When I say Chris Andersen fills in the gaps, I don't mean covering every last opening on his body with a tattoo.
Andersen, in many ways, gives the Miami Heat what they lack and is an underrated cog in the championship machine.
Of key rotation players, he is top on the team in offensive rebounds per possession and is by far the top overall rebounder on the team. He also ranks on top in blocks per possession and field-goal percentage while committing fewer turnovers than anyone other than Shane Battier.
He is an efficient player who plays within his abilities, but that's not how anyone who watches basketball would describe him.
"His energy," Erik Spoelstra told Ira Winderman of the South Florida Sun-Sentinel, "for some reason, is contagious, it's infectious. And everybody starts to feed off of his speed, his energy, extra plays. He generates momentum for your team and he's getting in much better condition."
That's more like it.
When he joined Miami last January, the Birdman became a Heat fan favorite and an important asset on both ends of the court. But his impact can be overlooked.
He's also the team's most intimidating interview, which has to count for something.
Other than often being the only Heat player going for a rebound on a given play, Andersen is also a solid defender and a key part to Miami's offense near the basket. Here's how:
Miami is a team very much averse to rebounding. The Heat are dead last in the league in rebounding per possession.
Some of it is by design. The Heat would rather play with more perimeter players and give up an offensive rebound, trading size for additional scoring talent (in theory). More importantly, crashing the boards means sacrificing transition defense.
In fact, many teams in the NBA have given up on offensive rebounding, including Gregg Popovich's San Antonio Spurs and Doc Rivers' Los Angeles Clippers, both of whom join Miami in the bottom tier of the league in regard to the statistic.
However, unlike the Heat, those teams perform well on the defensive boards. The Spurs rank top-five in the NBA, and the Clippers, hovering around the top 10, are as good on the defensive boards as a "big" team like the Memphis Grizzlies.
That's where Andersen comes in. Skim through the roster and you will find two players who give a crap about rebounding—Birdman and Udonis Haslem (Maybe you can convince me that LeBron James cares. Maybe.). Haslem is hardly allowed to play anymore, leaving Andersen as the team's lone rebounder.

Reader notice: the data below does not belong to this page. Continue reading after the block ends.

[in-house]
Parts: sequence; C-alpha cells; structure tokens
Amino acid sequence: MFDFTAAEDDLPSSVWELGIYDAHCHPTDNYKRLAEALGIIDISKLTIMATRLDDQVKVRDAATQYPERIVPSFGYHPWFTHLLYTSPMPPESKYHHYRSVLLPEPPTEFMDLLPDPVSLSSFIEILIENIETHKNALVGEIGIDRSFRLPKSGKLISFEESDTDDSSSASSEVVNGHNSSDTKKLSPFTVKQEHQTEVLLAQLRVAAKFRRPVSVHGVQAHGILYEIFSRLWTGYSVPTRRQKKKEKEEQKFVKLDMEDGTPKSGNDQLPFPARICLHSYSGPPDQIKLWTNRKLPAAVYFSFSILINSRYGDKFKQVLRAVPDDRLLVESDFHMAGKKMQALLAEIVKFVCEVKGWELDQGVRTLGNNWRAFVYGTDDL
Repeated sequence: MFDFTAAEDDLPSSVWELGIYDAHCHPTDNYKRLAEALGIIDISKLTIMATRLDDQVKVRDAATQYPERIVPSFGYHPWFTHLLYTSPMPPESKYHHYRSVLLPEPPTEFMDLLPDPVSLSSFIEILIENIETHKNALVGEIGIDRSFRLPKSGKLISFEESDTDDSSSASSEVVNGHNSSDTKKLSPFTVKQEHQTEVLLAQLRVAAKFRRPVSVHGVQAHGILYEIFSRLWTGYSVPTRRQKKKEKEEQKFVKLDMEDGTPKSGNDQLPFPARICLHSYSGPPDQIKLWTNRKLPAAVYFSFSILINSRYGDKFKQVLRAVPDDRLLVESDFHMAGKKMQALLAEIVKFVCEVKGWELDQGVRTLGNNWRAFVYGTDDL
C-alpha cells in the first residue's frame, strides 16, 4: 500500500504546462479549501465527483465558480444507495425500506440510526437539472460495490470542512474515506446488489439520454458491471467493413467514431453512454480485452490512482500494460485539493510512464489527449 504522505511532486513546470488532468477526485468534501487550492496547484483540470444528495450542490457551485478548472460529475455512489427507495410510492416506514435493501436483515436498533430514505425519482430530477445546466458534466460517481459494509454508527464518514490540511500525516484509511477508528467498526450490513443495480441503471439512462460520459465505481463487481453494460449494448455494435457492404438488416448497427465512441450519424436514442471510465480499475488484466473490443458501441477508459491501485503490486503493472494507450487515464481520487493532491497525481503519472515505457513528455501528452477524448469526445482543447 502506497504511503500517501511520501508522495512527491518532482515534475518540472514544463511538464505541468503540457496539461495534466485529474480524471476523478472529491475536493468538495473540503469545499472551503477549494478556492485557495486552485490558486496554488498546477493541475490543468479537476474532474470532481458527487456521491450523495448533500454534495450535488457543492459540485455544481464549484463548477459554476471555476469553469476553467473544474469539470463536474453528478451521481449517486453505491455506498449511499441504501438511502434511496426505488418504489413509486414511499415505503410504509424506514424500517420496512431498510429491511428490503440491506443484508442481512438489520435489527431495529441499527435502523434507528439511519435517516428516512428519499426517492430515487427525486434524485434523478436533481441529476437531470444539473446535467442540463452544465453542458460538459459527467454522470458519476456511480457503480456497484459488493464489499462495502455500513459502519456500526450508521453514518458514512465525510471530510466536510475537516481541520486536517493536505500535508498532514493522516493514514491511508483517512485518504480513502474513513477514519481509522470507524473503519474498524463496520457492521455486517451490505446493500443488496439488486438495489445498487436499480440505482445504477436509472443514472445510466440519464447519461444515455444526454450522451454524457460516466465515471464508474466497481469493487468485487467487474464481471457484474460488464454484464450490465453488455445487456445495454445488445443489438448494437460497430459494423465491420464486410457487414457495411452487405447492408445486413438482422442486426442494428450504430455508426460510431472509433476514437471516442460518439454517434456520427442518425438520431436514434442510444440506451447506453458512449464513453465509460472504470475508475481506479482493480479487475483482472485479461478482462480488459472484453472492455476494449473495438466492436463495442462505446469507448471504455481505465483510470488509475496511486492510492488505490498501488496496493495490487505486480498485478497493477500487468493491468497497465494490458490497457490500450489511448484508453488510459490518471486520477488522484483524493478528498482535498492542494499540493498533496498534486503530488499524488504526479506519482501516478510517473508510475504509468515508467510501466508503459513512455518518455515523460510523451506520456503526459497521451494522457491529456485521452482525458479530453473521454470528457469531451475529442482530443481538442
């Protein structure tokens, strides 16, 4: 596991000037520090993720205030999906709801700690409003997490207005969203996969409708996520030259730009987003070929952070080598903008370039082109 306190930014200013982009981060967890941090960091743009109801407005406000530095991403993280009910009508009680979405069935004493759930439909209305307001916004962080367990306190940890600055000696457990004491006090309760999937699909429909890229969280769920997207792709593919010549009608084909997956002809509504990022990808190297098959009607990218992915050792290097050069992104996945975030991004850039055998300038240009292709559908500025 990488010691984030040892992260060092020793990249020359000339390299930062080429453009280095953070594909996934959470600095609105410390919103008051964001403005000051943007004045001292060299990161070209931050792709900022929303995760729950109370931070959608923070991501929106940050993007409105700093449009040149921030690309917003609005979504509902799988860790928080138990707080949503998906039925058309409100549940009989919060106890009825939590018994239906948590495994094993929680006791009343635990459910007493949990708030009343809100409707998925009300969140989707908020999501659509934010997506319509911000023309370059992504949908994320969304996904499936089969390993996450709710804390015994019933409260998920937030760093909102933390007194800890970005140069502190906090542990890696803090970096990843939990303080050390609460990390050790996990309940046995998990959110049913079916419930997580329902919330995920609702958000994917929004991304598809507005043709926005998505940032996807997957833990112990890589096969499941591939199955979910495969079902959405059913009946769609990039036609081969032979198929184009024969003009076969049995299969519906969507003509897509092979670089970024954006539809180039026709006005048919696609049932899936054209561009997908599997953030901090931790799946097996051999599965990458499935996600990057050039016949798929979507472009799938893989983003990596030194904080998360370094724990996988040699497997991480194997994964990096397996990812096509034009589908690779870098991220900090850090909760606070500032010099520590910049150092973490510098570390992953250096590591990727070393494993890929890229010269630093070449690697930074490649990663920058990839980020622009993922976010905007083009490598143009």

Andersen is often all alone to compete for a rebound, so that's an important stat.
You can see in this shot that Andersen is the only Heat player with his head up toward the backboard. Chris Bosh, the power forward, is back-peddling away from the basket. James and Ray Allen both are turning to get onto defense and Mario Chalmers, who put up the layup, is behind Andersen and running away from his shot.
Again, this isn't a bad thing. It's by design. The Heat would rather give up the rebound rather than points in transition. But Andersen was able to keep the ball alive with a solid tip-in attempt (that he missed).
He is the lone player allowed to stay and compete for offensive boards, rendering his relatively impressive contested rebound percentage that much more important.
Being able to fight through screens and aggressively defend the pick-and-roll is key to Miami's chaotic defense. Birdman is really good at it.
In the clip above, Andersen is able to fight above a screen set by Jimmy Butler and stay on the hip of a driving Carlos Boozer. James plays some good help defense and gets between Boozer and the basket, while Andersen gets the block from behind.
It is a great individual effort within the context of team defense.
When he enters the game with Bosh, that frontcourt allows the fewest points per possession on the team.
Aside from the numbers, you know what you are getting when the Birdman enters the game. Tough, physical defense. Someone who will give the effort and all the cliches. For a team that has had its effort questioned on many an occasion, I have yet to hear that complaint directed at Andersen. Filling in the gaps.
With James, Bosh and Wade, the Heat don't need anyone else looking to get their points. Andersen lets the offense come to him. He does not force jumpers unless the shot clock demands it, and he is extremely efficient within his game.
Check out his shot chart.
Eighty-five percent of his attempts come from near the basket, from where he is converting more than 71 percent of the time.
What's more is that he's only attempted three shots just outside of his sweet spot—meaning that if he doesn't get near the basket, he won't settle for shots almost near the basket.
However, many of his points come off simple pick-and-rolls or from taking advantage of the gravity provided by his teammates in the form of cleanup putbacks and mini-cuts in space (like this).
With energy guys like Andersen, coaches don't necessarily need to call plays for him. The Birdman will find a way to help his team, whether it be by scoring, rebounding or defending. That's what he does. He fills in the cracks, and sometimes, he just doesn't get enough credit.
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